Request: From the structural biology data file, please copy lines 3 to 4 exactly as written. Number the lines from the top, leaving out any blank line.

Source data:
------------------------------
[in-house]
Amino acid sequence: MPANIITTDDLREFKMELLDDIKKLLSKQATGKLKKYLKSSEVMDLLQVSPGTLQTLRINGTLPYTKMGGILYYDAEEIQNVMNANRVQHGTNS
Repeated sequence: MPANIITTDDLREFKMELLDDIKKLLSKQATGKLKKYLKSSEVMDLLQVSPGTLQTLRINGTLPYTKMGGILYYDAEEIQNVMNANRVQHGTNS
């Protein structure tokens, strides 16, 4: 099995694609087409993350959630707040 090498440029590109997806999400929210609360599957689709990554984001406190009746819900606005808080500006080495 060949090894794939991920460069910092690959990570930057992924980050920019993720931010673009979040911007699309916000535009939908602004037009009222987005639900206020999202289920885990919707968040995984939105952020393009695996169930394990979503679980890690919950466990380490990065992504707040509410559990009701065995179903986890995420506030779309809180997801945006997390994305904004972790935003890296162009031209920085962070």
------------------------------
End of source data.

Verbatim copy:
Repeated sequence: MPANIITTDDLREFKMELLDDIKKLLSKQATGKLKKYLKSSEVMDLLQVSPGTLQTLRINGTLPYTKMGGILYYDAEEIQNVMNANRVQHGTNS
């Protein structure tokens, strides 16, 4: 099995694609087409993350959630707040 090498440029590109997806999400929210609360599957689709990554984001406190009746819900606005808080500006080495 060949090894794939991920460069910092690959990570930057992924980050920019993720931010673009979040911007699309916000535009939908602004037009009222987005639900206020999202289920885990919707968040995984939105952020393009695996169930394990979503679980890690919950466990380490990065992504707040509410559990009701065995179903986890995420506030779309809180997801945006997390994305904004972790935003890296162009031209920085962070």